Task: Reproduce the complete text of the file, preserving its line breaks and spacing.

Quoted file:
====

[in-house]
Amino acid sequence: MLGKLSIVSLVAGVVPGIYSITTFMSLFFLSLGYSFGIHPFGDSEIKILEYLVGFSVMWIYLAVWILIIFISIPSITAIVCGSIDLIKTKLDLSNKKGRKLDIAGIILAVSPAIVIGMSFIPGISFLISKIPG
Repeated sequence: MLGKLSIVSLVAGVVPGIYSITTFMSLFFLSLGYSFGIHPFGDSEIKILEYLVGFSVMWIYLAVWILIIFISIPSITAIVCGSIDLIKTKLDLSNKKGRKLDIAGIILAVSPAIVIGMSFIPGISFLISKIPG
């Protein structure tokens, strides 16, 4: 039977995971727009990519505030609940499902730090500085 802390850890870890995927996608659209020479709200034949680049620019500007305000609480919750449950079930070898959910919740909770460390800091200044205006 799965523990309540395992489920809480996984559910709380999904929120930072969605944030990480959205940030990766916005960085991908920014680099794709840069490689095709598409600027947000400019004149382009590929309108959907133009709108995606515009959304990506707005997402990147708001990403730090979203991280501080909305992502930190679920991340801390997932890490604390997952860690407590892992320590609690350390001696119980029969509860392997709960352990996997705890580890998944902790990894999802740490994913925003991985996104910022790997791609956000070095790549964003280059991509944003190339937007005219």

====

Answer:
[in-house]
Amino acid sequence: MLGKLSIVSLVAGVVPGIYSITTFMSLFFLSLGYSFGIHPFGDSEIKILEYLVGFSVMWIYLAVWILIIFISIPSITAIVCGSIDLIKTKLDLSNKKGRKLDIAGIILAVSPAIVIGMSFIPGISFLISKIPG
Repeated sequence: MLGKLSIVSLVAGVVPGIYSITTFMSLFFLSLGYSFGIHPFGDSEIKILEYLVGFSVMWIYLAVWILIIFISIPSITAIVCGSIDLIKTKLDLSNKKGRKLDIAGIILAVSPAIVIGMSFIPGISFLISKIPG
């Protein structure tokens, strides 16, 4: 039977995971727009990519505030609940499902730090500085 802390850890870890995927996608659209020479709200034949680049620019500007305000609480919750449950079930070898959910919740909770460390800091200044205006 799965523990309540395992489920809480996984559910709380999904929120930072969605944030990480959205940030990766916005960085991908920014680099794709840069490689095709598409600027947000400019004149382009590929309108959907133009709108995606515009959304990506707005997402990147708001990403730090979203991280501080909305992502930190679920991340801390997932890490604390997952860690407590892992320590609690350390001696119980029969509860392997709960352990996997705890580890998944902790990894999802740490994913925003991985996104910022790997791609956000070095790549964003280059991509944003190339937007005219």